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As a small or medium sized business owner or manager, controlling your company’s freight spend and managing expenses are some of your top priorities. You want to deliver the best product and experience to your customers at the best price for you. That includes getting affordable shipping rates when it’s time to ship. We will show you what you need to know about shipping costs so you can make better decisions when it comes to your shipping options. You’ll walk away with a practical understanding of shipping costs that’s informative and easy to put to use in the operation of your business.

What Factors Affect Freight Shipping Costs?

There are several factors that may affect your freight shipping cost. These factors include:

  • Weight
  • Dimensions
  • Density
  • Stowability
  • Packaging
  • Fragility
  • Destination specifications
  • Mode of transportation
  • Time sensitivity
  • Freight class

About Weight, Dimensions and Density

Which costs more to ship: 100 pounds of bricks or 100 pounds of feathers? If you guessed 100 pounds of feathers, then you are correct. This is because, when shipping freight, an important cost factor is an item’s density, or weight versus dimensions. In other words, 100 pounds of feathers takes up more space in a truck than 100 pounds of bricks, even though they weigh the same. Therefore, shipping the feathers would be more expensive.

Similarly, an item that is broken down into smaller pieces, making it easier to transport, can be less expensive to ship than when it is fully assembled. For example, let’s say you are shipping a dresser. The freight class for an assembled dresser (aka stand up, or SU) is 125, and the freight class for an unassembled dresser (aka knocked down, or KD) is 85.

When completely disassembled or knocked down flat, i.e. Ikea furniture, a dresser has a lower freight class than if it is assembled. The cost to ship a dresser from Florida to Texas costs $148.97 disassembled, but $161.86 assembled. Therefore, it is important to consult with a freight specialist to determine the most cost-effective way to ship your item.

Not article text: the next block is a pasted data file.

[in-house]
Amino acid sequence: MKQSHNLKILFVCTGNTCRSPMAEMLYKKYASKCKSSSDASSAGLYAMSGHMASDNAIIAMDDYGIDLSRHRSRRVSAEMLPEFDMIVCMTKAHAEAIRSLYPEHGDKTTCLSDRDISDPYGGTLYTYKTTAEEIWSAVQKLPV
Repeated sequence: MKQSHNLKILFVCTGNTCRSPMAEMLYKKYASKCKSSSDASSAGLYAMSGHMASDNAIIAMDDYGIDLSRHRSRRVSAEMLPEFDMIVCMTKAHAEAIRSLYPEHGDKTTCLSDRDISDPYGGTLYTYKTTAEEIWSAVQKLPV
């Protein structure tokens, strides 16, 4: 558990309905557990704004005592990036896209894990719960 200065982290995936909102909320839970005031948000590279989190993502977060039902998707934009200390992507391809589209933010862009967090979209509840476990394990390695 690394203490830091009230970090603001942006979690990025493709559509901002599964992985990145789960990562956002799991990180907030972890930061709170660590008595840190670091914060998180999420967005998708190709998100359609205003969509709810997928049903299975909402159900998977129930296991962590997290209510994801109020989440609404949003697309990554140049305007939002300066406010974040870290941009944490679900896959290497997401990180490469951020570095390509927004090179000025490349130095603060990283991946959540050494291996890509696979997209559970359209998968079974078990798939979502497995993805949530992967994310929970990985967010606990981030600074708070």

Stowability, Fragility, Packaging, and Destination Specifications

The shape, breakability and packaging can all play a role in determining freight shipping costs. For instance, along the same lines as our feathers versus bricks example from above, think about shipping a kayak, which could weigh anywhere from 35 to 60 pounds, and can range from under seven to over nine feet. Compare this with an item weighing the same amount that is packed in a crate or box and placed on a pallet. Which do you think will be more expensive?

LTL shipping loads are frequently unloaded and reloaded, making larger, more awkward items more difficult to ship. Additionally, larger kayaks are more likely to incur excessive length charges. Therefore, the price to ship a kayak will likely be more expensive than shipping a crated or boxed and palletized item boxed item of the same weight.

On the other hand, fragile and complex items also require special handling. These items might include:

  • Electronic devices or robotics.
  • Industrial equipment (commercial refrigeration, restaurant equipment, etc.)
  • Furniture.

You may have to select various types of freight shipping add-ons or accessorials which impact freight shipping costs. For example, requesting a call before delivery, requesting inside delivery or delivering to a limited access location can all increase costs. Limited access locations can include:

  • Storage units.
  • Churches.
  • Schools.
  • Commercial establishments not open to the public.
  • Construction sites.
  • Farms.
  • Fairs or carnivals.

Mode of Transportation and Delivery Time

There are several different modes of shipping freight, including truck, train, ship or airplane. The mode of transportation often depends on the type of shipment as well as delivery time. For example, air shipping is a more expensive option but is ideal when you need to accommodate a deadline. On the other hand, LTL shipping or train shipping tend to be less expensive but not ideal for tight deadlines.

Freight Class

An item’s freight class will have an impact on the freight shipping cost as well. An item’s freight class is determined by a standard called the National Motor Freight Classification (NMFC). This classification system compares commodities and groups them into one of 18 classes, ranging from a class of 50 on the low end and up to 500 on the high end. This freight classification is then used in quoting to provide a more accurate estimate.

Essentially, freight classes describe an item’s transportability, taking into consideration its density, stowability, ease of handling and liability. Generally, the higher the freight class, the more expensive the item is to ship.

Need to determine an item’s freight class? Use our freight density calculator tool to get an item’s freight class based on dimensions and weight of your packaged freight.

Ready to Get a Freight Shipping Quote?

While we are all about educating our customers on the ins and outs of shipping, remember that you always have a team of freight shipping experts ready to help and answer any questions that come up.

FreightCenter’s team of freight specialists make it easy to find the best way to ship your item. If you’re ready to ship, you have options. Get an online quote or work with one of our shipping experts at 844-212-7447.

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